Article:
- Thorough – the booklet includes a comprehensive set of revision notes.
- Informative – the document is annotated with helpful suggestions about how to demonstrate various assessment objectives in written exam answers.
While it’s probably fair to say that teacher-created GCSE revision resources are a bit thin on the ground (and take a bit of finding), there are useful resources “out there” if you’re prepared to do a lot of searching. To save you the time and trouble, here’s some I found earlier (the quality’s a bit variable, but needs must etc.):
Unit 2 Topics – keywords / concepts
Unit B671 (Sociology Basics) Revision: Methods / Culture / Socialisation / Identity
And if you want something to add to your classroom walls, they’ve also produced some basic Sociology posters:
Distil topic notes into key knowledge points, add illustrative examples and brief overviews of advantages and disadvantages, throw in some exam tips and short “test yourself” questions, call it a factsheet and sell it at a very reasonable price to teachers – which is exactly what the Curriculum Press (http://www.curriculum-press.co.uk) has done.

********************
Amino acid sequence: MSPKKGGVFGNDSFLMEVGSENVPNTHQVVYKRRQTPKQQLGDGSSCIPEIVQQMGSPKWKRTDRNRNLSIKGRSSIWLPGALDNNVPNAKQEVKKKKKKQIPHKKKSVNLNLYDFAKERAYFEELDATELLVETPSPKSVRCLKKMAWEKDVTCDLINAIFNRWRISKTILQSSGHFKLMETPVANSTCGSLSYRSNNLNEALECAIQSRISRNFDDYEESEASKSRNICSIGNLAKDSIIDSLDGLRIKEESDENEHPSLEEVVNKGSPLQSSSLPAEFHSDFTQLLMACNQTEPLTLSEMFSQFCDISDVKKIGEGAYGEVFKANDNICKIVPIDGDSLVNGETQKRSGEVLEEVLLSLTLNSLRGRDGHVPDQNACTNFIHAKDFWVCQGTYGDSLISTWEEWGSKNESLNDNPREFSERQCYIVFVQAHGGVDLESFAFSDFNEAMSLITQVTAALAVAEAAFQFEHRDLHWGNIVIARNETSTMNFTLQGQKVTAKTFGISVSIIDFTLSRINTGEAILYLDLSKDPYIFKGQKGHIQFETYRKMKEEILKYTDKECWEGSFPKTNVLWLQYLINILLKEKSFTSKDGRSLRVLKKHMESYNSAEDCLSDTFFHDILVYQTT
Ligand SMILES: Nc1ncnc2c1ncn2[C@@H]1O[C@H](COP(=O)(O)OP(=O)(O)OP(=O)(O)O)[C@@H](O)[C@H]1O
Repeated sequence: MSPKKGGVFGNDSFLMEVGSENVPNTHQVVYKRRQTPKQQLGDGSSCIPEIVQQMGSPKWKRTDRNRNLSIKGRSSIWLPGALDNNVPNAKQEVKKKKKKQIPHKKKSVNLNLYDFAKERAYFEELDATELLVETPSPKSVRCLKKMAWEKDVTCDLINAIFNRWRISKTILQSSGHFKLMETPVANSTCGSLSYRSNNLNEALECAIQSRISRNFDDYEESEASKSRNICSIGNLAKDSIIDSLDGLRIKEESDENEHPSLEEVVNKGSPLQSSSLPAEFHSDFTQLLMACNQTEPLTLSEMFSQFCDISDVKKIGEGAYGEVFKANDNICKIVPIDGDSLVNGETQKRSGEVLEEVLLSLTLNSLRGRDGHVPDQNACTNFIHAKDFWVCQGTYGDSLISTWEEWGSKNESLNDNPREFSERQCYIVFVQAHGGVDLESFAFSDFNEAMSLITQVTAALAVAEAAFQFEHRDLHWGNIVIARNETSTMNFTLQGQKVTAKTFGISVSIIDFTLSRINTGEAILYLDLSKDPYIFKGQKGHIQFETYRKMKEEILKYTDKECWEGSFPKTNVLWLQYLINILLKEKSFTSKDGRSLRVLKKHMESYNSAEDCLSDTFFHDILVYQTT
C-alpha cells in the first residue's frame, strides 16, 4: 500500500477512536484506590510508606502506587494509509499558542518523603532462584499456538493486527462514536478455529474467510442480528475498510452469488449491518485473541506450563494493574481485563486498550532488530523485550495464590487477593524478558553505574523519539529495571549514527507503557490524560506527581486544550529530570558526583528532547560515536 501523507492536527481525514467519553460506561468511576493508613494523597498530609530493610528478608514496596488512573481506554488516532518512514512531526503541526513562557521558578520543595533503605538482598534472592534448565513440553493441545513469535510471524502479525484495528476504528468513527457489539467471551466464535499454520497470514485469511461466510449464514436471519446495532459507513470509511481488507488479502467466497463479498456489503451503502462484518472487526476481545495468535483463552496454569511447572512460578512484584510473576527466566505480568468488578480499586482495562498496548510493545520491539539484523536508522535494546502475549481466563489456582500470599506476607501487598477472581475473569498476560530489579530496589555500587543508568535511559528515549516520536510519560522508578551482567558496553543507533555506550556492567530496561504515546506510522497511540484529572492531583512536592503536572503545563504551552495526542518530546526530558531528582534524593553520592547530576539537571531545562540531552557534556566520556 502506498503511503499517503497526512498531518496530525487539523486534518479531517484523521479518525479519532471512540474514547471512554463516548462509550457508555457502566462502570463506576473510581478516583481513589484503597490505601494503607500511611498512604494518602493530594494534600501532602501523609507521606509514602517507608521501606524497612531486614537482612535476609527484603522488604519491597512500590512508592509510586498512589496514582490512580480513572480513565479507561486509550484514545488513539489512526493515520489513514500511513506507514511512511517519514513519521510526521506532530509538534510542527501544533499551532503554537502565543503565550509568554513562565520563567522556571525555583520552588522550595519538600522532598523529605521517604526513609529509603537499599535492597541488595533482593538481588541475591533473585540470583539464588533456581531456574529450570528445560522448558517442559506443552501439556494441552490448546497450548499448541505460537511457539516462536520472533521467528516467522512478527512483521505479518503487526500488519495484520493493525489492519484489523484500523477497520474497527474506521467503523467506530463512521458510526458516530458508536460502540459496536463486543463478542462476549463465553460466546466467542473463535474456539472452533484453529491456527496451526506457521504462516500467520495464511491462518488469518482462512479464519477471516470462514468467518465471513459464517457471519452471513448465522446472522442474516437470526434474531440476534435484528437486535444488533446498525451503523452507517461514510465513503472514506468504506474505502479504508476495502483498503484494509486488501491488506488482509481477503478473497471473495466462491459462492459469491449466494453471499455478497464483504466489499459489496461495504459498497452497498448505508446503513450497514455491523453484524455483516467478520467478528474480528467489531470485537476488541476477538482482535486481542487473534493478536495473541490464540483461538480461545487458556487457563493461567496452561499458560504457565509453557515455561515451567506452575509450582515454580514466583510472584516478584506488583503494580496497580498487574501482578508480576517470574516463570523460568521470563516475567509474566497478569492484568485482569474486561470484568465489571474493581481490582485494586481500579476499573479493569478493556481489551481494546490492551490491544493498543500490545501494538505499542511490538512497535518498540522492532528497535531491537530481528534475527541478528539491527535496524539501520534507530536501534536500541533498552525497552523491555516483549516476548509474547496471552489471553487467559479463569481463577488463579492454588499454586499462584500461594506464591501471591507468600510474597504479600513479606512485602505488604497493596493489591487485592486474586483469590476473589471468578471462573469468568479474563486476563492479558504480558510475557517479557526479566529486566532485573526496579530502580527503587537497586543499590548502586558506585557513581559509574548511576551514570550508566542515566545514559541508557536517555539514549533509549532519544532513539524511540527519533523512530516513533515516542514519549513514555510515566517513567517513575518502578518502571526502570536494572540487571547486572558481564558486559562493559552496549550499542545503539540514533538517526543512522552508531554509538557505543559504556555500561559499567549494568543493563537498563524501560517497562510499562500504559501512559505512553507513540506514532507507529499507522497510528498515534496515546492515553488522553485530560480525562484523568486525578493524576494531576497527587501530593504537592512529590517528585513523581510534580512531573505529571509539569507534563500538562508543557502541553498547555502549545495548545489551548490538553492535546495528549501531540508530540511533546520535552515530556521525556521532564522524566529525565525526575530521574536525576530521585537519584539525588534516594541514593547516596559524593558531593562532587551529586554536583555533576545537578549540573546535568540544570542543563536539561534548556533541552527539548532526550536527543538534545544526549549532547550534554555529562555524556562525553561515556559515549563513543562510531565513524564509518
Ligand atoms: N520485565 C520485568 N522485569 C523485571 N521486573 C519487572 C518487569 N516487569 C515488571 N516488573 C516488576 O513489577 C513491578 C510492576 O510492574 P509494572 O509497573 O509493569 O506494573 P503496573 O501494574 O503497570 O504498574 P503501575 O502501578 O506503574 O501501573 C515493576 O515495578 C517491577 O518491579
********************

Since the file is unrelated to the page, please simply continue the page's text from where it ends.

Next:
If you want samples of the various factsheets (their web site lists around 160), there are a few scattered around the web that I’ve cobbled together and presented here for your viewing pleasure: (more…)
Today’s dose of “Sociology Stuff” is a complete Global Development chapter (or “World Sociology” as it was when these notes were written) originally created by Mark Peace and cobbled together from pages in my possession and those shared by Bridget Gray. Because of the somewhat arbitrary recreation of the chapter some of the initial pages / numbers aren’t strictly sequential but they should still make sense…
While it’s not the most popular of a-level options there are areas in the chapter – such as global inequalities and the nature of social changes – that those teaching and learning other areas of the Specification might find helpful.